The MLB Players Union believes that the lockout was caused unnecessarily by team owners. They released a statement on Twitter saying, “This shutdown is a dramatic measure, regardless of the timing. It is not required by law or for any other reason. It was the owners’ choice, plain and simple, specifically calculated to pressure players into relinquishing rights and benefits and abandoning good faith bargaining proposals that will benefit not just Players, but the game and industry as a whole.” On the other hand, commissioner Rob Manfred emphasized that the lockout is necessary in order to avoid missing time once the season begins because of the failed agreement. Regardless of whether it is necessary, the lockout is happening and will stop MLB transactions, including Free Agency, until a new agreement is reached.
Even with the pause, MLB teams have been working hard to improve their rosters for the 2021-2022 season. Some of the most substantial moves so far have the possibility to completely turn a losing team from 2020-2021 into an instant competitor.
The biggest example seems to be the Texas Rangers, the most unexpected story in the offseason. After trading away top players like 2021 Gold Glove-winning outfielder Joey Gallo at the trade deadline, the Rangers have spent more than a half-billion dollars in the few weeks since the Free Agency period began. This money has gone towards a ten-year, $325 million deal with shortstop Corey Seager, a seven-year, $175 million contract with second base/shortstop Marcus Semien, and a four-year, $56 million deal with starting pitcher John Gray.
Although these moves promise to improve the Texas Rangers, the jury is still out on whether they can fix their 2021 record of 60 wins and 102 losses. Their record last season left them in last place in the AL West, a whole 17 games behind the next worst team in the division. I predict that the Rangers will not be able to do any damage in the AL West for several years due to their abundant weaknesses across the board, everywhere except middle infield. However, these contracts are long enough that they should still be around once Texas’ top prospects are called up in a few years, including infielder Josh Jung. The question is, will Seager and Semien still be top players by the time Texas is ready to make a push for the World Series? Baseball fans will have to wait and see.
Minor League Baseball: A Hopeful Start for Change
MLB Providing Housing for Players
Ben Bilotti ’23
On Oct. 17, 2021, ESPN reporter, Jeff Passan, reported that Major League Baseball will now require all teams to provide housing for minor league players starting in 2022. MLB has yet to lay out a formal plan, but many teams are already forming their own arrangements.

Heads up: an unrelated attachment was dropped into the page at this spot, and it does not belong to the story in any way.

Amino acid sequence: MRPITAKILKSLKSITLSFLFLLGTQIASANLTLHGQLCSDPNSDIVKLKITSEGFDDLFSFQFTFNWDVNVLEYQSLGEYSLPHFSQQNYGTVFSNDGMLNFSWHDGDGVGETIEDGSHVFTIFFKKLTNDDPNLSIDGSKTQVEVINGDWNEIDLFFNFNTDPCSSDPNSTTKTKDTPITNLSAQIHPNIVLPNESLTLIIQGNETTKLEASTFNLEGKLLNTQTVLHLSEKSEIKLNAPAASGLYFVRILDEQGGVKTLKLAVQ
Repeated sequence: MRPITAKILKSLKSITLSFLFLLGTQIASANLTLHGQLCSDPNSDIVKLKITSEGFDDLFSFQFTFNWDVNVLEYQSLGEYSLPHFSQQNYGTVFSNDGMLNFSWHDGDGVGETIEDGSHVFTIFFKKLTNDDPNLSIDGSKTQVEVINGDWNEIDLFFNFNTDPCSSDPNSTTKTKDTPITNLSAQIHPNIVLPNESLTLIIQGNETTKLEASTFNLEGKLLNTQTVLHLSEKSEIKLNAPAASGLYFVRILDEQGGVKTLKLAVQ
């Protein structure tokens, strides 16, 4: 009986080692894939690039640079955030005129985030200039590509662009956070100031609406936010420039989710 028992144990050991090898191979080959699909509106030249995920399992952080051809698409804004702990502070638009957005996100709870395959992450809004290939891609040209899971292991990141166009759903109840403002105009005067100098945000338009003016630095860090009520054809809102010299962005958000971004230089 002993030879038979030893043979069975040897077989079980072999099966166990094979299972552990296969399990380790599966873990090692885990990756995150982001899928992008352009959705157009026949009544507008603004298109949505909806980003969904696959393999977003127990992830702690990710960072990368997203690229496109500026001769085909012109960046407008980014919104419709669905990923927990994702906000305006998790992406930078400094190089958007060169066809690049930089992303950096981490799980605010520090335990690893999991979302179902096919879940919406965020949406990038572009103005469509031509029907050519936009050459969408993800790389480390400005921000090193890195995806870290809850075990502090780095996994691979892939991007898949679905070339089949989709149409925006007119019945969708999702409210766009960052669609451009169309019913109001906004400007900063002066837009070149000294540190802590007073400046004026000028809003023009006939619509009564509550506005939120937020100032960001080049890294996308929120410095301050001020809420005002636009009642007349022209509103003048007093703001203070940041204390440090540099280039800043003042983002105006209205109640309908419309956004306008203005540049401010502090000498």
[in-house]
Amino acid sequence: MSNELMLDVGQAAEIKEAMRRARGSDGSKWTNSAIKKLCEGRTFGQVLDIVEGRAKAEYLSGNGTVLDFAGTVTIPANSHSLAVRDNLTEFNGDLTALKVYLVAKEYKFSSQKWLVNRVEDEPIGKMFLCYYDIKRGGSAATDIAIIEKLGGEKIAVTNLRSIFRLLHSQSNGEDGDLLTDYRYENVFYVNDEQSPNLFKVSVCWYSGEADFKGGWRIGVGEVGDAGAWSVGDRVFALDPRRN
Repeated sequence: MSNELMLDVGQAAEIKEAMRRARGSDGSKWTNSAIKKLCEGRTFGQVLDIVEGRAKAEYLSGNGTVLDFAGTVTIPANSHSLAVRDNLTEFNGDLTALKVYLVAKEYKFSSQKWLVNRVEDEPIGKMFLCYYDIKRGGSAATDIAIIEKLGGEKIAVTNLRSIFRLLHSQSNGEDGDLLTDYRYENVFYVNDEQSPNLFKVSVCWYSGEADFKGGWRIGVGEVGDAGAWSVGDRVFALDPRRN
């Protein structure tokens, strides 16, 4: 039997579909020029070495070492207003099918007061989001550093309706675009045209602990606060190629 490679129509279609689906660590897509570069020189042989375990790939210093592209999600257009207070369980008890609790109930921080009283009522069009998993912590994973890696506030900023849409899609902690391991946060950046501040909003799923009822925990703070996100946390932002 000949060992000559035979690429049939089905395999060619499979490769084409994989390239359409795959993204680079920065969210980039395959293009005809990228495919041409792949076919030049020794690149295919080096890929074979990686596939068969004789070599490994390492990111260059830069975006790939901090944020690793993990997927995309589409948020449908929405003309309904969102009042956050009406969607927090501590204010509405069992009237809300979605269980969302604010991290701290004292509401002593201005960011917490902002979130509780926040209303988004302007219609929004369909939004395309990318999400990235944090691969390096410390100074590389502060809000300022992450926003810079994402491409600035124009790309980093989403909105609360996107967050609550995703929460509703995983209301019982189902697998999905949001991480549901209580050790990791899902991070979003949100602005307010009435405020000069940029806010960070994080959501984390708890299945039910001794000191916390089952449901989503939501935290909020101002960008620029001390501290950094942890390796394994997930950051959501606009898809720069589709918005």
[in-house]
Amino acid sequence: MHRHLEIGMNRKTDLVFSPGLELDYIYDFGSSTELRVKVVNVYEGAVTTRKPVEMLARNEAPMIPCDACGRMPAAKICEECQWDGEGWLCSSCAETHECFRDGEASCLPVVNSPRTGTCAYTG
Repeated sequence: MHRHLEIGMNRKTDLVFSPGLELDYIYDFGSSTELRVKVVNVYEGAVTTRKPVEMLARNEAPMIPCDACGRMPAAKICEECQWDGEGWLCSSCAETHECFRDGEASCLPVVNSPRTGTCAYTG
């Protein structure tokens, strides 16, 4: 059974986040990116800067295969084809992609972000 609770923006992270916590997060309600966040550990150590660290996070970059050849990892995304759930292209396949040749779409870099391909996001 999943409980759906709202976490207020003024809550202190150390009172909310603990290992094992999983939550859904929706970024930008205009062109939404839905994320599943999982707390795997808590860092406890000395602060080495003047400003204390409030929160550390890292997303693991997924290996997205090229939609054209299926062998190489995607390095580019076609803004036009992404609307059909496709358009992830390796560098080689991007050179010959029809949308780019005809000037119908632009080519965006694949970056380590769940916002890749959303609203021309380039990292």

Over the years, Minor League Baseball players have complained about rough working and living conditions. Players and fans alike have criticized organizations for low salaries that leave many players living below the poverty line. Low salaries and insufficient housing provisions are the main causes of players living below the poverty line.
This new rule is a huge step for Minor and Major League Baseball. The executive director of Advocates of Minor Leagues, Harry Marino, was quoted saying, “This is a historic victory for Minor League Baseball players.”
This truly is a historic victory; when housing is provided, players are able to focus more on their development on and off the field. The extra money saved can go towards training, healthier meal options, and overall better well-being.
Up until last year, MiLB players were criminally underpaid. One story is of Shane Kelso, a Low-A player in the Los Angeles Angels organization. Kelso retired in the middle of the 2021 season. Kelso claimed that he was losing $1,000 a month and would be broke by the end of the season. Kelso was receiving a salary of $1,600 a month, earning less than $26,225 a year. A person cannot comfortably live with a salary this low.
There is a serious mental strain that comes with living in poverty. Many players live together with four or five roommates in one-person apartments or even camper vans. There are not luxury utilities in the minors like there are in the majors.
Players have to find ways to pay for rent, gas, groceries, and every other necessity. With little money, players often find themselves unable to eat or train right, especially at the lower levels of the minors.
The total cost for a team to provide housing for minor leaguers is less than $1 million. Not all organizations treat their minor league players the same.
For example, this season the Houston Astros provided furnished homes to all of their minor league players. The Astros are the first team to do so, and many believe they paved the way for this new rule. While no other team previously provided housing, the Yankees, Mets, Rangers, Phillies, Nationals, Giants, and White Sox all provide housing stipends, pay for extended spring training, and provide two to four meals per day.
Major League Baseball says they are seven months into a plan that will improve the conditions and pay for minor leaguers. Salaries have already been raised from 38-72 percent for 2021; however, this is still not enough money for some players to live above the poverty line. Providing housing allows more leeway for players to be paid less.
This is just one example of the new rules and programs that Major League Baseball is coming up with to improve the Minor League lifestyle.